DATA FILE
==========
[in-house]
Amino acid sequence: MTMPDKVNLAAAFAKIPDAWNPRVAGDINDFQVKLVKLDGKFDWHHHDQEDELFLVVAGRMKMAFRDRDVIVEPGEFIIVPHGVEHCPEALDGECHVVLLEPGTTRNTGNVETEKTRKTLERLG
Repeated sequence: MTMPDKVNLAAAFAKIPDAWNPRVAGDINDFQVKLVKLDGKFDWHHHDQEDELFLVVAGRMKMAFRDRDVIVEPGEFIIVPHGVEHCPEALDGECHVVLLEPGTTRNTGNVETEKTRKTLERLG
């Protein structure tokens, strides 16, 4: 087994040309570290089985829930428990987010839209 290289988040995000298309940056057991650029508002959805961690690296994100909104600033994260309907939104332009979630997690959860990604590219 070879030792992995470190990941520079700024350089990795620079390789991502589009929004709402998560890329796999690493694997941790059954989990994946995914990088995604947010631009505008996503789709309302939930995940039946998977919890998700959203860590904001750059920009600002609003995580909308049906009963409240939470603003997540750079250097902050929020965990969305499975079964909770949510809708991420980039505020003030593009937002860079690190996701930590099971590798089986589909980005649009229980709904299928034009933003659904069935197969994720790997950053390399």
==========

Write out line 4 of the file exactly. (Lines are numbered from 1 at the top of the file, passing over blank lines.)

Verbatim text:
């Protein structure tokens, strides 16, 4: 087994040309570290089985829930428990987010839209 290289988040995000298309940056057991650029508002959805961690690296994100909104600033994260309907939104332009979630997690959860990604590219 070879030792992995470190990941520079700024350089990795620079390789991502589009929004709402998560890329796999690493694997941790059954989990994946995914990088995604947010631009505008996503789709309302939930995940039946998977919890998700959203860590904001750059920009600002609003995580909308049906009963409240939470603003997540750079250097902050929020965990969305499975079964909770949510809708991420980039505020003030593009937002860079690190996701930590099971590798089986589909980005649009229980709904299928034009933003659904069935197969994720790997950053390399």